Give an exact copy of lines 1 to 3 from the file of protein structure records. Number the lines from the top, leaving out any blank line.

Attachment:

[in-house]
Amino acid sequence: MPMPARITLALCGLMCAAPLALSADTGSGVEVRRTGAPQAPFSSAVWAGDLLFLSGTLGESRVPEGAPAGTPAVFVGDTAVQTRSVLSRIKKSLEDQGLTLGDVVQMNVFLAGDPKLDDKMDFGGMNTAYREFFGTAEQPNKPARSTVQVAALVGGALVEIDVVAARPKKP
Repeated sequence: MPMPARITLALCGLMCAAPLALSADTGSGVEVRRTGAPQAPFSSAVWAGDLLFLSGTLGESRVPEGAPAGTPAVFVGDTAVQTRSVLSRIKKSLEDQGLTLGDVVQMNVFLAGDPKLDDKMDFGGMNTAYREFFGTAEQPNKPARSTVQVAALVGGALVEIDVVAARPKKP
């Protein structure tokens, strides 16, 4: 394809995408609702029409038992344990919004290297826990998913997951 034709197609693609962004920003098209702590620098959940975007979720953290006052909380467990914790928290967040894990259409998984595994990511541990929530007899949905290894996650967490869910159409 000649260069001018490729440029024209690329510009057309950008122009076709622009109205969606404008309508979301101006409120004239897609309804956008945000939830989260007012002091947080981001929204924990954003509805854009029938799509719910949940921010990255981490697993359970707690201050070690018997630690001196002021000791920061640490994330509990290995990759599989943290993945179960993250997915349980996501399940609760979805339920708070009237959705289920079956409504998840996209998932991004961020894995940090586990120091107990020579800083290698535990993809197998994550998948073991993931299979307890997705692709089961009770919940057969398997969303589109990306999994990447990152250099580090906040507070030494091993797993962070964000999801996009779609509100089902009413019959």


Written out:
[in-house]
Amino acid sequence: MPMPARITLALCGLMCAAPLALSADTGSGVEVRRTGAPQAPFSSAVWAGDLLFLSGTLGESRVPEGAPAGTPAVFVGDTAVQTRSVLSRIKKSLEDQGLTLGDVVQMNVFLAGDPKLDDKMDFGGMNTAYREFFGTAEQPNKPARSTVQVAALVGGALVEIDVVAARPKKP
Repeated sequence: MPMPARITLALCGLMCAAPLALSADTGSGVEVRRTGAPQAPFSSAVWAGDLLFLSGTLGESRVPEGAPAGTPAVFVGDTAVQTRSVLSRIKKSLEDQGLTLGDVVQMNVFLAGDPKLDDKMDFGGMNTAYREFFGTAEQPNKPARSTVQVAALVGGALVEIDVVAARPKKP